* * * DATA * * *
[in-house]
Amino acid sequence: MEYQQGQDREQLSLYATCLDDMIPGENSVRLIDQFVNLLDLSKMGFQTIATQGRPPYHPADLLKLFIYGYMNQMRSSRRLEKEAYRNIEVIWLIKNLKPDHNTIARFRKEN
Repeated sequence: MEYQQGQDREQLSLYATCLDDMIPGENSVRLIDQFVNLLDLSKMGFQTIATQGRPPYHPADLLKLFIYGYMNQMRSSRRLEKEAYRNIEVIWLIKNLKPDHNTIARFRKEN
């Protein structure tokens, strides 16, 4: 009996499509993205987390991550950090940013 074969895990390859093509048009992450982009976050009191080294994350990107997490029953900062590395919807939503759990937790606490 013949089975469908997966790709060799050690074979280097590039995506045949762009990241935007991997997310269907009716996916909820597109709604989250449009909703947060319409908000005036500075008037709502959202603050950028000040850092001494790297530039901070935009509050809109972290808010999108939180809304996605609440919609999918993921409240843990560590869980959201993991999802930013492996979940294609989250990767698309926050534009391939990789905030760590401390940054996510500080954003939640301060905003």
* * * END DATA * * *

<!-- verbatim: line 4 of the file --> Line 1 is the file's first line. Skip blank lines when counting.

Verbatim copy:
């Protein structure tokens, strides 16, 4: 009996499509993205987390991550950090940013 074969895990390859093509048009992450982009976050009191080294994350990107997490029953900062590395919807939503759990937790606490 013949089975469908997966790709060799050690074979280097590039995506045949762009990241935007991997997310269907009716996916909820597109709604989250449009909703947060319409908000005036500075008037709502959202603050950028000040850092001494790297530039901070935009509050809109972290808010999108939180809304996605609440919609999918993921409240843990560590869980959201993991999802930013492996979940294609989250990767698309926050534009391939990789905030760590401390940054996510500080954003939640301060905003």